Stretchable electronic circuits and systems will be critical for future wearable devices and smart textiles, where existing fabrication approaches severely limit conformal deformation. This is especially true for wearable sensors and actuators, conformable electronic skins and textiles, soft robots, and emerging physical human-machine interfaces. In this talk, I present a survey of our ongoing research leveraging printed liquid metal paste materials to build stretchable electrical interconnects between electronic components. This approach allows us to build multi-layer "stretchable PCBs," and it provides the ability to print sensors and passives using the same material. I will also describe our recent work developing methods for the heterogeneous integration of IC-based sensors into new biosensor and bioelectronic systems.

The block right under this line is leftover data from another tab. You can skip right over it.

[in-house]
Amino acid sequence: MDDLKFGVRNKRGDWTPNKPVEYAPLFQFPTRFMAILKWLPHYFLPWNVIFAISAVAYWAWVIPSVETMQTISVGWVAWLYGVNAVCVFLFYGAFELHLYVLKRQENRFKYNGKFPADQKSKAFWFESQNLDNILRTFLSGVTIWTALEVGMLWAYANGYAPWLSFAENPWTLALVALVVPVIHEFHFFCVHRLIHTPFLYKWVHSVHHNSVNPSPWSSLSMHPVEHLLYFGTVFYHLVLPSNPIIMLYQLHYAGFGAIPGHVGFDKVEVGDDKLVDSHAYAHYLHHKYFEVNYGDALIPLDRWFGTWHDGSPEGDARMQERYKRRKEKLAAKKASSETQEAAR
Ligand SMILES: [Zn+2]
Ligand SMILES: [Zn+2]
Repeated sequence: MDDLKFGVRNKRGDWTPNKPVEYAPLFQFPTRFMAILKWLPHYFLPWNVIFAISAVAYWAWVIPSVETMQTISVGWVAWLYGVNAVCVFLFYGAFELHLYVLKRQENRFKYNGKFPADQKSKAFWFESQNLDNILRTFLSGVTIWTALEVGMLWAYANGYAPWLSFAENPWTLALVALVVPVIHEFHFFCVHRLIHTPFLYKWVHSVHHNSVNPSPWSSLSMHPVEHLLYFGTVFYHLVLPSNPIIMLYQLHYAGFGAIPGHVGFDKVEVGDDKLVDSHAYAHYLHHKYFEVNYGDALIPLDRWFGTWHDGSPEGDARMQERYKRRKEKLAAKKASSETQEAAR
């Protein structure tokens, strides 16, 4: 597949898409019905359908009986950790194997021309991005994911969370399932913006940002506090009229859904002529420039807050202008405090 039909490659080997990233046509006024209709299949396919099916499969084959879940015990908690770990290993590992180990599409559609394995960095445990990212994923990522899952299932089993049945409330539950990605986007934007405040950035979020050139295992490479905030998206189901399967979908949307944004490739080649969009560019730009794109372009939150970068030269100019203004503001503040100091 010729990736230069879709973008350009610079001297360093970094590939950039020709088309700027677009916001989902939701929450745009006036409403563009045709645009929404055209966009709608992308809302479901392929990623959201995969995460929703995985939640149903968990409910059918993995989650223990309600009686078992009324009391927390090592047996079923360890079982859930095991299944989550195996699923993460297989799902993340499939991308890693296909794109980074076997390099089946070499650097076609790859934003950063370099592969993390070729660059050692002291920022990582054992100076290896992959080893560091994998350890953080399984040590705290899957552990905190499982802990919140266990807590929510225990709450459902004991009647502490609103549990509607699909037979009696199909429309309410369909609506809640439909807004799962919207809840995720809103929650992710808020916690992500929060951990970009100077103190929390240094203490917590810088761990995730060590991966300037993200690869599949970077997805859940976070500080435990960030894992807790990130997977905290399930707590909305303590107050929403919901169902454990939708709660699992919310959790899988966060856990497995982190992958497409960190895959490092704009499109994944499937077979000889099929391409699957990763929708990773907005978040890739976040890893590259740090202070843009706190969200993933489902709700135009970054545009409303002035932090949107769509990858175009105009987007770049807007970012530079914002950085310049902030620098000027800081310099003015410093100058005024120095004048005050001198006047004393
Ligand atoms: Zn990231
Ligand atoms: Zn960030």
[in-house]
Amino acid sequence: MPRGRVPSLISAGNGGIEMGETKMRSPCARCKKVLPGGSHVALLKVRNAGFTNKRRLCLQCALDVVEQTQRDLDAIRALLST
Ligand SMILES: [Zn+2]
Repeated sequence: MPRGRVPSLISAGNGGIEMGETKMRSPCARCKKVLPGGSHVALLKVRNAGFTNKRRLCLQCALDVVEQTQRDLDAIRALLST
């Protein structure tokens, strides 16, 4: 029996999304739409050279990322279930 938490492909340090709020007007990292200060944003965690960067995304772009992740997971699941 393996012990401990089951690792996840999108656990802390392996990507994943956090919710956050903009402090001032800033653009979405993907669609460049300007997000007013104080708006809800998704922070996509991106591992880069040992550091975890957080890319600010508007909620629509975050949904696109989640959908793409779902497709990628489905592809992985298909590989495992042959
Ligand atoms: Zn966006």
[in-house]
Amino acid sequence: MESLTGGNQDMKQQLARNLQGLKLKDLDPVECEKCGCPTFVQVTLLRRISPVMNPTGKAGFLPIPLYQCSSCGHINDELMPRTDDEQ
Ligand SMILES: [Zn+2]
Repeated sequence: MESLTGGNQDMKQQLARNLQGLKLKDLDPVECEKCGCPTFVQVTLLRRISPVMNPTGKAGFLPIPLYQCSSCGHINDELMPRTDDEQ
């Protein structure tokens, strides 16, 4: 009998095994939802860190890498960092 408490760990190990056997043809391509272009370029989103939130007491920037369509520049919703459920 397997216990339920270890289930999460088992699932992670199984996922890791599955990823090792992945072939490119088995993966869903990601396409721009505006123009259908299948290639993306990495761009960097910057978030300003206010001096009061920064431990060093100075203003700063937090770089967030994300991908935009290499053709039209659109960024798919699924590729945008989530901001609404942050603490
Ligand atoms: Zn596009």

Prior to joining Oregon State in 2014, Matt Johnston was founder of Bialanx, developing a portable IC-based platform for label-free biosensing applications. He was previously a graduate student and postdoc with the Bioelectronic Systems Lab at Columbia University, where his research focused on monolithic integration of piezoelectric materials and devices with CMOS integrated circuit substrates.
His research focuses on the integration of sensors and CMOS integrated circuits, lab-on-CMOS platforms, bioelectronics, stretchable circuits and sensor systems, and bio-energy harvesting. He is currently an Associate Editor of the IEEE Transactions on Biomedical Circuits and Systems and of the IEEE Open Journal of Circuits and Systems.